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37.   [court's footnote 162]  See, e.g., Commerce Comm. Rep. 25-26.

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38.   [court's footnote 163]  Judiciary Comm. Rep. 18.

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39.   [court's footnote 165]  17 U.S.C. § § 1201(a)(1)(B)-(E).  The rule-making is under way.  65 F.R. 14505-06 (Mar. 17, 2000); See also (visited July 28, 2000).

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40.   [court's footnote 166]  17 U.S.C. § § 1201(d), (f), (g), (j).

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41.   [court's footnote 169]  RealNetworks, Inc., 2000 WL 127311, at *8 (quoting 1 Nimmer § 12A.18[B], at 12A-130) (internal quotation marks omitted).

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42.   [court's footnote 170]  Section-by-Section Analysis 9 (“The Sony test of ‘capability of substantial non-infringing uses,’ while still operative in cases claiming contributory infringement of copyright, is not part of this legislation . . . .”).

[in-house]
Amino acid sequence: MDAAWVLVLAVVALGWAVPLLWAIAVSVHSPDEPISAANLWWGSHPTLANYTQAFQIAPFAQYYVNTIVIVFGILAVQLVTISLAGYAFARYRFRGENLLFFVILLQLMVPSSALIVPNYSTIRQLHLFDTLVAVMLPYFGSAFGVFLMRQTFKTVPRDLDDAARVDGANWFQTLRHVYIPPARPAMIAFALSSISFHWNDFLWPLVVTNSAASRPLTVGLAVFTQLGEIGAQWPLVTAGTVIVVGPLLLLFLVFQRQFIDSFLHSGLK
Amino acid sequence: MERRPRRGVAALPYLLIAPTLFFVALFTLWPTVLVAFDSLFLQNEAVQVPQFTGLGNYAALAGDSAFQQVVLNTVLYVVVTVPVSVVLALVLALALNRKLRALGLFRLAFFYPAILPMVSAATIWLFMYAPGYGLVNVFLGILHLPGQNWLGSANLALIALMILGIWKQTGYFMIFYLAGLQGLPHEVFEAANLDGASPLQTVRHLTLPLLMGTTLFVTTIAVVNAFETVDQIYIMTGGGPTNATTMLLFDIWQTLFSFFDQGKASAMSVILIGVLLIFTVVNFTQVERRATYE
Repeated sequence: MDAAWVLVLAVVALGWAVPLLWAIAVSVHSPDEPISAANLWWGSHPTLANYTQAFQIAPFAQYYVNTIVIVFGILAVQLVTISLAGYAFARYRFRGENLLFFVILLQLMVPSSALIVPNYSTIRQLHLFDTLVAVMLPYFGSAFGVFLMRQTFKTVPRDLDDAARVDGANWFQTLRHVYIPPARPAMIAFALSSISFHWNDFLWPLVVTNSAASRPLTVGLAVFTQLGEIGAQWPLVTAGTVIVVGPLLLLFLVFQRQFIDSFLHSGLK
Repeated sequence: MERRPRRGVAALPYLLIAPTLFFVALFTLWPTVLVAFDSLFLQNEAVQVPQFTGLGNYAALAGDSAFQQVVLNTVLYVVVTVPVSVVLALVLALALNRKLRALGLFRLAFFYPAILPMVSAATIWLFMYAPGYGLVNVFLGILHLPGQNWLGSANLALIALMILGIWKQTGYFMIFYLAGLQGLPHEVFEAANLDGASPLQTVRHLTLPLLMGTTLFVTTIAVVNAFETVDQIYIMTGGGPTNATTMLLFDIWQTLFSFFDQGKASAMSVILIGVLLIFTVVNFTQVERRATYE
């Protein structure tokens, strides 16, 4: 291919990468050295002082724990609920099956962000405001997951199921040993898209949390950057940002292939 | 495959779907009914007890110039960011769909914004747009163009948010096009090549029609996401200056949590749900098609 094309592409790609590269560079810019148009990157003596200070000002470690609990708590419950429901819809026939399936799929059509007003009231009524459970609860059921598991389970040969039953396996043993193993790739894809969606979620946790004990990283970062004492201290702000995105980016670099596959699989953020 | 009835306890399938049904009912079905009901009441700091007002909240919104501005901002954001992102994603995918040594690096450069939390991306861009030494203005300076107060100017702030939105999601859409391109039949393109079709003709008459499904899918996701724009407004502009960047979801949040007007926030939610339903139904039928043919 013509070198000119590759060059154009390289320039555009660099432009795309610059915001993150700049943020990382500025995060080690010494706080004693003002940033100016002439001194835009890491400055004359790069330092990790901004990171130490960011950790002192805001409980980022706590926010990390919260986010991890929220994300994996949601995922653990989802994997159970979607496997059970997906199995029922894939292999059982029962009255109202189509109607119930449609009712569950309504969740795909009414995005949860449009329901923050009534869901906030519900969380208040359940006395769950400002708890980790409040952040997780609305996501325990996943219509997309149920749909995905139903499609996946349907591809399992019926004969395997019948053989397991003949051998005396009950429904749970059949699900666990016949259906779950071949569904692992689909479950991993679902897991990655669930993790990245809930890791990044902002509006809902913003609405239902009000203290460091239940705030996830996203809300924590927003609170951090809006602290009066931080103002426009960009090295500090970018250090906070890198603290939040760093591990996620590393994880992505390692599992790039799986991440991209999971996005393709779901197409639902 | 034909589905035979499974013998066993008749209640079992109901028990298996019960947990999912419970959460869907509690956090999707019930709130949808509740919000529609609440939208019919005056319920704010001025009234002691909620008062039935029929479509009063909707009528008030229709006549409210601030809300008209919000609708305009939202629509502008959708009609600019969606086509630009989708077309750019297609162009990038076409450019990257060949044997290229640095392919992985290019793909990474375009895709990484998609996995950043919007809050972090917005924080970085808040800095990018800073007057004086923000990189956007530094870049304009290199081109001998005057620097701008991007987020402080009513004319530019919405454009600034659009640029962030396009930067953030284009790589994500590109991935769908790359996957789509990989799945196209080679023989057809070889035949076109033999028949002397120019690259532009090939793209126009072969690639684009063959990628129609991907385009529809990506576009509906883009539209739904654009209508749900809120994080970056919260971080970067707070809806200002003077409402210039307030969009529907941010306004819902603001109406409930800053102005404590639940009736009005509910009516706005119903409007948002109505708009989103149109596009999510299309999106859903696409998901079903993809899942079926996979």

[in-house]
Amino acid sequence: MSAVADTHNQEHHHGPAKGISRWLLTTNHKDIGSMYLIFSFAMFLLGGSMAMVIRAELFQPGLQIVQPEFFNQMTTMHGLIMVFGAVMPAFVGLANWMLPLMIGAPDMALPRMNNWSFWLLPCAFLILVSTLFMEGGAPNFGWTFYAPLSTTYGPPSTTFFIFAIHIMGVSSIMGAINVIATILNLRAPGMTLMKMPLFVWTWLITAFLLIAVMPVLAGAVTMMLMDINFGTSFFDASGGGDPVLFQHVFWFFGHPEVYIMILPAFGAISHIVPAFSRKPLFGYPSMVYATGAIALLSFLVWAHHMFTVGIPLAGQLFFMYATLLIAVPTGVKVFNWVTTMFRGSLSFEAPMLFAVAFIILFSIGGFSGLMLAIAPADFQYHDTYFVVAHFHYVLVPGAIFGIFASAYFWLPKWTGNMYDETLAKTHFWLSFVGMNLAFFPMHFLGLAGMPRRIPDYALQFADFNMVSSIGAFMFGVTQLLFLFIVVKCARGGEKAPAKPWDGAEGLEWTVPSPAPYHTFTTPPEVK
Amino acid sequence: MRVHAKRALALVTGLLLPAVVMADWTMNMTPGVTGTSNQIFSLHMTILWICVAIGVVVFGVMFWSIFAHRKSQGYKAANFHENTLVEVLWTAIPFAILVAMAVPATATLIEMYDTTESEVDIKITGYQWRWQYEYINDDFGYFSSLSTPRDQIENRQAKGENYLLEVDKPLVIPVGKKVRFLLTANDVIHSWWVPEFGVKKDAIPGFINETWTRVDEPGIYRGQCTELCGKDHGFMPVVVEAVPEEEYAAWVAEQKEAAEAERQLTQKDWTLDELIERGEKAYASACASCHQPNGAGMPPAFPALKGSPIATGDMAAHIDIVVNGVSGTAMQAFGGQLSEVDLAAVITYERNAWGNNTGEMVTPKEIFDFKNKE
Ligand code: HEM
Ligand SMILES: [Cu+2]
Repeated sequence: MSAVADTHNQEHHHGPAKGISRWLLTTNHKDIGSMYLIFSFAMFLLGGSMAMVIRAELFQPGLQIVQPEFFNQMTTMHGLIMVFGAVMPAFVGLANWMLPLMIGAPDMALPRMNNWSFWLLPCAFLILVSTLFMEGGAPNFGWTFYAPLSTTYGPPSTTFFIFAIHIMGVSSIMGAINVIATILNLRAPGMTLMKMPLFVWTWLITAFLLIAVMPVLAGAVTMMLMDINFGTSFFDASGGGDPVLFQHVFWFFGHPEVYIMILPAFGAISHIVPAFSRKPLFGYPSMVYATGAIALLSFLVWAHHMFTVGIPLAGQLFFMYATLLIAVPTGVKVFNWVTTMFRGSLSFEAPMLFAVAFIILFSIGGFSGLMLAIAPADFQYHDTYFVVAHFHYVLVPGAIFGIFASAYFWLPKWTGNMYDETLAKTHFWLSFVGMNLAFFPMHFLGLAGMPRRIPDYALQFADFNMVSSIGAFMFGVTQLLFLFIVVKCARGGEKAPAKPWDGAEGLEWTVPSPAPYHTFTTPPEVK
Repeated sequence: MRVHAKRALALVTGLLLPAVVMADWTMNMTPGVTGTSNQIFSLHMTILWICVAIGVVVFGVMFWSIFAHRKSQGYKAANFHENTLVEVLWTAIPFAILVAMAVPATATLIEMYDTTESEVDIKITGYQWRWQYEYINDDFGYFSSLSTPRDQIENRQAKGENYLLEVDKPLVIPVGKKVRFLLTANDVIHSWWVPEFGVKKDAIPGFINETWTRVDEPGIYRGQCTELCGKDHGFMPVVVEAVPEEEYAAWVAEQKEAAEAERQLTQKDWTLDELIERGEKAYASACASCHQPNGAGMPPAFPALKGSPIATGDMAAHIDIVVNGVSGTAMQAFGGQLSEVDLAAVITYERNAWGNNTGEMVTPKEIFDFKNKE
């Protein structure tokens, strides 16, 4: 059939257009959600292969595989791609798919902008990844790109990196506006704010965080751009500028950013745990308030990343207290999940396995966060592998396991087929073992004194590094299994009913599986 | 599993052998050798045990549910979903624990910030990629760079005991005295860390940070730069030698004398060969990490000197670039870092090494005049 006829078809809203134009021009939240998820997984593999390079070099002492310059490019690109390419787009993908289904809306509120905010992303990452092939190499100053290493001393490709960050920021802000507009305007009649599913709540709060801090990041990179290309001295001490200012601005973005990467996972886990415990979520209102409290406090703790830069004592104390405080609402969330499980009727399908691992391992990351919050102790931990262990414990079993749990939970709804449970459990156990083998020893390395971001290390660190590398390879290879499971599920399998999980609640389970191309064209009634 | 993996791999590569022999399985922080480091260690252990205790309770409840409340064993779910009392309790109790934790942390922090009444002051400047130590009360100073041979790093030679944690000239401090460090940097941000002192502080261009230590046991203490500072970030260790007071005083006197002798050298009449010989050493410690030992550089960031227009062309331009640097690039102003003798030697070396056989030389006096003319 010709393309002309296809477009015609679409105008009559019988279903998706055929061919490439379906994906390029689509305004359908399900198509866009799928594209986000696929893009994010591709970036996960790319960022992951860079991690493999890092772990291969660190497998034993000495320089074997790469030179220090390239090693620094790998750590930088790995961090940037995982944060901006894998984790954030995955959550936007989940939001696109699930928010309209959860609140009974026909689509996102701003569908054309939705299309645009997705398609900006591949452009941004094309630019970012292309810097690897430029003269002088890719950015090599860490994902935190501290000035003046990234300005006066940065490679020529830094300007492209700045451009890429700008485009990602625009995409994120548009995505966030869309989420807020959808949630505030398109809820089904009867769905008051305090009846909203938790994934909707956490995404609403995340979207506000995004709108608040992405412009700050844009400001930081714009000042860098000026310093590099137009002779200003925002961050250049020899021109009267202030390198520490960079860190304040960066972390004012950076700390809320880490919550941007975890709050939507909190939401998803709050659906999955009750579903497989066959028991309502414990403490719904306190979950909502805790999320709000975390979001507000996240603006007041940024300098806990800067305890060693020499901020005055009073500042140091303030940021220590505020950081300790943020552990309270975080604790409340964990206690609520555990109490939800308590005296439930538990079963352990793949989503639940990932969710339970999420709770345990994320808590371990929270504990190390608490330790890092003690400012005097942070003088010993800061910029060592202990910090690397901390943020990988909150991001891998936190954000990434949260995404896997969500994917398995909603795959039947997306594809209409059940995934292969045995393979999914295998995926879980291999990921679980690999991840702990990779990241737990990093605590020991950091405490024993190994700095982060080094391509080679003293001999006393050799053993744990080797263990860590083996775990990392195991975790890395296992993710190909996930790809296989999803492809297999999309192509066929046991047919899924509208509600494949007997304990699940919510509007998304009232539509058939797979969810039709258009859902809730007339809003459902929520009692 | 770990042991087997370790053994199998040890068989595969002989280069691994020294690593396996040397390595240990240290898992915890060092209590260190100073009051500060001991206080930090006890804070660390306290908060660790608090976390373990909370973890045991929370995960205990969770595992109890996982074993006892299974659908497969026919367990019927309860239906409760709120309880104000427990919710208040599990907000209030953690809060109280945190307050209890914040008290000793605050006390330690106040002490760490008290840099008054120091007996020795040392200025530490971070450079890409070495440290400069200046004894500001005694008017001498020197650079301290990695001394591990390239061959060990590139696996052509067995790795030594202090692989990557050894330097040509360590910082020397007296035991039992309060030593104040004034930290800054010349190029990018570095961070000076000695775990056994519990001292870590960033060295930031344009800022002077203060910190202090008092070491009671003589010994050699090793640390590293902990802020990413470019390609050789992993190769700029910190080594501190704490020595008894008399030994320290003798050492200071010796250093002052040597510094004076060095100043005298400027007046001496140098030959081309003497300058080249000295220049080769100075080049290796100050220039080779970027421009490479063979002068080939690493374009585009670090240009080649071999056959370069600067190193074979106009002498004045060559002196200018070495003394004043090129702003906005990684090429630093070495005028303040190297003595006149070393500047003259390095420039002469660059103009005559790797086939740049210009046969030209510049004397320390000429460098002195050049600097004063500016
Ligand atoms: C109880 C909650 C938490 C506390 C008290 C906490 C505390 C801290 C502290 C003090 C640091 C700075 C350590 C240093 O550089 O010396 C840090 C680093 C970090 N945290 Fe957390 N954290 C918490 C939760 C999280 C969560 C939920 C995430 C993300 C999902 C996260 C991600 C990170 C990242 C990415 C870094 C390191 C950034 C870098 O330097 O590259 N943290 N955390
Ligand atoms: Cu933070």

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43.   [court's footnote 171]  17 U.S.C.§ 1201(a)(2).

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44.   [court's footnote 176] See 2 The Compact Edition of the Oxford English Dictionary 3372 (1971).

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45.   [court's footnote 177] See 2 id. 2340.

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46.   [court's footnote 178] See 1 id. 1979.

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47.   [court's footnote 179] See, e.g., Strom v. Goldman, Sachs & Co., 202 F.3d 138, 146-47 (2d Cir. 1999).

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48.   [court's footnote 180] See DVD Copy Control Ass'n, Inc. v. McLaughlin, No. CV 786804, 2000 WL 48512, *4 (Cal. Super. Jan. 21, 2000) (“website owner cannot be held responsible for all of the content of the sites to which it provides links”); Richard Raysman & Peter Brown, Recent Linking Issues, N.Y.L.J., Feb. 8, 2000, p. 3, col. 1 (same).